• scenese, saving throws, skill checks, hacking, character advancement, and environmental hazards

While the introduction to the Systems section reiterates the dangers of combat; And nowhere does SWN better highlight the dangers than the injury, death, and healing subsection.

On to combat.

Combat

Yes. Its dangerous, and thank you again for reiterating. You roll 1d6 for your starting hit points.

PCs should be very certain that the odds are in their favor before they reach for their laser pistols, and even then, the gods of battle can be cruel.

Initiative

We roll a d8 + Dex for initiative and don’t re-roll at the end of the round.

Now some good news for PCs:

Most [of the time] PCs are not subject to surprise unless their guard is genuinely down at the moment of the ambush or attack.

SWN assumes that the characters are cautious. And only sudden and very unexpected attacks could even trigger an ambush. That’s some good news for players.

Types of Actions

There are four types:

  • Main action – one per turn, can be used as a move action
  • Move action – one per turn
  • On turn action – any amount on your turn
  • Instant action -any amount, any time

Easy movement is 10 meters; climbing, swimming, rough terrain halves that. You can’t split move between your main action.

“On turn” actions involve dropping an item, falling prone, speaking, drawing a Readied item, etc.

Hitting an enemy

To hit: Roll d20 + your base attack bonus + skill rank + ability modifier + circumstance modifiers. Untrained counts as -2 for skill rank.

Damage: Roll damage die plus relevant attribute modifier.

Shock: Some melee weapons do damage on a miss to those in insufficient armor; Add your relevant attribute modifier to that shock damage.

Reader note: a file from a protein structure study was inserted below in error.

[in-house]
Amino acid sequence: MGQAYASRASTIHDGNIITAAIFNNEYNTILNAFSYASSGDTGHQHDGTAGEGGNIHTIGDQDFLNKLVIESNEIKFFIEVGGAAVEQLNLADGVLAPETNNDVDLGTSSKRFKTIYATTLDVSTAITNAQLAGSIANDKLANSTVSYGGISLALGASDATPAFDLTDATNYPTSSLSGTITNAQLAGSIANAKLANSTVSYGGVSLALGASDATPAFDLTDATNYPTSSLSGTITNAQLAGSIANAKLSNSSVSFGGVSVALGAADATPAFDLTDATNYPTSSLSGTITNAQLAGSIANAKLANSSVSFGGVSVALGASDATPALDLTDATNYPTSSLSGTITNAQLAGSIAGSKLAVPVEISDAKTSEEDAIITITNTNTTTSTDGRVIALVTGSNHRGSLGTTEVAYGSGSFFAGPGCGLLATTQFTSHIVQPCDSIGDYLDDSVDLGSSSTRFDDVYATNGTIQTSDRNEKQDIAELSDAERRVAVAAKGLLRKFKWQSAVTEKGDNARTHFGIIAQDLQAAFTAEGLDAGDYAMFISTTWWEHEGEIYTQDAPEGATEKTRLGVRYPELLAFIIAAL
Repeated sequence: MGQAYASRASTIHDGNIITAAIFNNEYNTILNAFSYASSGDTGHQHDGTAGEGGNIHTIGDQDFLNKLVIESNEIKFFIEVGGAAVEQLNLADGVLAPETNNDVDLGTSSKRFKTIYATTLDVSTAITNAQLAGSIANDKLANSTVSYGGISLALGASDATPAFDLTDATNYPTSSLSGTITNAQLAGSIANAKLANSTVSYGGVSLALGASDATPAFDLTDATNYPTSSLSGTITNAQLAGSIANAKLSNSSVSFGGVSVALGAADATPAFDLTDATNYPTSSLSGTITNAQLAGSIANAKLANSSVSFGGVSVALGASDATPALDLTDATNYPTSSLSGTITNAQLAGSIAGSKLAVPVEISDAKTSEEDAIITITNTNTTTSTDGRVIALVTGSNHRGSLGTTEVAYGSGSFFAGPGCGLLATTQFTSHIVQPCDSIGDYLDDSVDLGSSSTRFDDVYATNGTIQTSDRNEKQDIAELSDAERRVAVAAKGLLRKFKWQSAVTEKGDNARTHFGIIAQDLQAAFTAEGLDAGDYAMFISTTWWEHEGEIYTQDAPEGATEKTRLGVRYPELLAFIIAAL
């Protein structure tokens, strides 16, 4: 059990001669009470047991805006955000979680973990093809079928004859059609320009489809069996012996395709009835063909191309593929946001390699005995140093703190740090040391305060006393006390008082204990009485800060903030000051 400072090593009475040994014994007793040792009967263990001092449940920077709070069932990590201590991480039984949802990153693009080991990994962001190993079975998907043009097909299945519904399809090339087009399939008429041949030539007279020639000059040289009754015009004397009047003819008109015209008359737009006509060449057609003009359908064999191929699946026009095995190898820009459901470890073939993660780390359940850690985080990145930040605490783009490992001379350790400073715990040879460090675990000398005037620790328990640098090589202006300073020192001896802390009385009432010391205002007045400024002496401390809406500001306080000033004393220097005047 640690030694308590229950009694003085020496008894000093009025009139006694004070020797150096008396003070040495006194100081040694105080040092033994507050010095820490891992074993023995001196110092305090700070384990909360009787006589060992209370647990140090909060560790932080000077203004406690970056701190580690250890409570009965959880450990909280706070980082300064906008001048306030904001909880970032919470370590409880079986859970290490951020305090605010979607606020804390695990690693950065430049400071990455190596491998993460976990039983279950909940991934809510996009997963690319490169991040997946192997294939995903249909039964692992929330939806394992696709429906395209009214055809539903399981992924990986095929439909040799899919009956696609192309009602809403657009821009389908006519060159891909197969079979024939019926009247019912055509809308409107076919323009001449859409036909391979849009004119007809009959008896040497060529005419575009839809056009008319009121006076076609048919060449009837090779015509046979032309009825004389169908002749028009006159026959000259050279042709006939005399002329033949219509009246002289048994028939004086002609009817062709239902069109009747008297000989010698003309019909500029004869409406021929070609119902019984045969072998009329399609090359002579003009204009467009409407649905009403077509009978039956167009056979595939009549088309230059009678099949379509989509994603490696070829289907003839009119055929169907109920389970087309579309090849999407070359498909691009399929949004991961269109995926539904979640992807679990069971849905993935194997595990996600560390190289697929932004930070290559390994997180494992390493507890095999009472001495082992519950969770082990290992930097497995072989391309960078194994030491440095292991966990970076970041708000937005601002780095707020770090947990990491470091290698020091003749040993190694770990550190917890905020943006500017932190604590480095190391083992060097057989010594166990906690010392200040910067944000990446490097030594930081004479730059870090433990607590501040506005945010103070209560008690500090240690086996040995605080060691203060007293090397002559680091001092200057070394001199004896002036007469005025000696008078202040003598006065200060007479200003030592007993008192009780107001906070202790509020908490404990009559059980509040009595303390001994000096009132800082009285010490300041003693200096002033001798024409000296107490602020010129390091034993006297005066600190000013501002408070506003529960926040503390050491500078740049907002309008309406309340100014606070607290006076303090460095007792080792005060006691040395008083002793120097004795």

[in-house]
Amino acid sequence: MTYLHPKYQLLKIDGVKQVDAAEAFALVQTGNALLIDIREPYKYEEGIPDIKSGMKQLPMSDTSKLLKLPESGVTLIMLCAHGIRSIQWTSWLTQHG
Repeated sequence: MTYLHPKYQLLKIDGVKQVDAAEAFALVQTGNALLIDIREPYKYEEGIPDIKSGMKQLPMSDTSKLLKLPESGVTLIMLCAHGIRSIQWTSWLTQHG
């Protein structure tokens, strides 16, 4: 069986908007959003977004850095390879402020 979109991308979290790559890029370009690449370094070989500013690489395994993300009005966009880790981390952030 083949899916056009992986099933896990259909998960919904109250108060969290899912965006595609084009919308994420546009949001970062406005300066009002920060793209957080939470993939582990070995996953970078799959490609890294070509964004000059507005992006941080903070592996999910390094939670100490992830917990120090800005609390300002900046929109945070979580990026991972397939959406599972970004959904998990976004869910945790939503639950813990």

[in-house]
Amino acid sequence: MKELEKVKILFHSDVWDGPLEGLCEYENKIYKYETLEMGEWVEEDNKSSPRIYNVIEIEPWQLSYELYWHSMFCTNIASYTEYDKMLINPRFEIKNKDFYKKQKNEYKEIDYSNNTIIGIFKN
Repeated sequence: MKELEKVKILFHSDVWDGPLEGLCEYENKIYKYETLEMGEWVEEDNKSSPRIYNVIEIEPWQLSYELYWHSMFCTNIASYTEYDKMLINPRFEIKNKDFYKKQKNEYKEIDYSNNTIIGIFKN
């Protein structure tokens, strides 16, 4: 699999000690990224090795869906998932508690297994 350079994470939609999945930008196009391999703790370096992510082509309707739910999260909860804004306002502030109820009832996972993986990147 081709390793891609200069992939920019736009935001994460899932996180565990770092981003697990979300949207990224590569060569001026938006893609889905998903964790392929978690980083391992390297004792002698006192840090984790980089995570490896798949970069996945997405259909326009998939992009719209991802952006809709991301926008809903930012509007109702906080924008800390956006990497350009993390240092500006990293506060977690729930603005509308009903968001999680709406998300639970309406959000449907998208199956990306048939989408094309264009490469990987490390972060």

Neat. Melee combat is dangerous, and shock ensures sword fights don’t last too long. I like that it reiterates that HP reflects bumps and bruises until you get to those last HP, which reflect real damage.

Combat Actions

  • Melee [Main] – is straight-forward
  • Ranged [Main] – can’t attack using 2-handed range weapon if engaged in melee; take a -4 to hit if using a one-hand or thrown weapon in melee
  • Make a Snap Attack [Instant] – if you haven’t went you can interrupt and make a Melee or Ranged attack at -4.
  • Total defense [Main] – immune to shock, +2 AC until next turn
  • Club up a weapon [Move] – shift your rifle to bash in some heads
  • Run [Move] – move again
  • Fighting withdrawal [Main] – Break out of melee without getting hit
  • Use a Skill [Main]
  • Ready or Stow an Item [Main] – move items from Stowed to a Ready state (eg. grab a potion from your pack)
  • Reload a weapon [Main] – Looks like you better have ammo readied or you’re going to be spending two main actions reloading
  • Pick up an item [Move]
  • Stand Up [Move]
  • Go Prone [On Turn]
  • Hold an Action [Move] – Spend your move action to prepare to inject a main action later in the round before some other action.

From the list of actions there is a lot of tactical decisions. If you are a melee fighter, get up there and get in their business. You are a serious threat.

Should you as a player make a snap action? If you’re a pistol wielder being charged by a monoblade, a snap shot is just as good as firing into melee. So take it. Is someone disengaging form you as a melee master? Take a snap action to lay into them before they flee.

And if you’re a warrior, and have yet to use your auto-hit, snap with impunity; The best defense is a good offense.

Stars without Numbers advises that GMs not use snap actions for most NPC.

The second considerations is transitioning from Stowed to Readied. Don’t yet know what all can be Readied, but it appears that you’ll want those go to items to be Readied – pistol, ammunition, and knife.

Combat Complications and Maneuvers

  • Forcing Enemy Movement – hit with Punch (or Stab), deal no damage, then win at Punch (or Stab) or Exert. If you win move them 3 meters.
  • Disarming a Foe – make an attack roll, deal no damage, then make weapon based skill check with the weapons used. The defender gets a +3 bonus. If attacker wins by 3 they get the weapon, otherwise it skitters 1d4 meters away.
  • Execution Attacks – Spend a minute not drawing attention to yourself, don’t take any obvious action, then you can skip to hit and armor class, and instead roll a combat skill check (6 for point blank, 8 for normal, 10 for extreme); If you hit, it does max damage and must make a Physical save or be mortally wounded. PCs are vulnerable to this.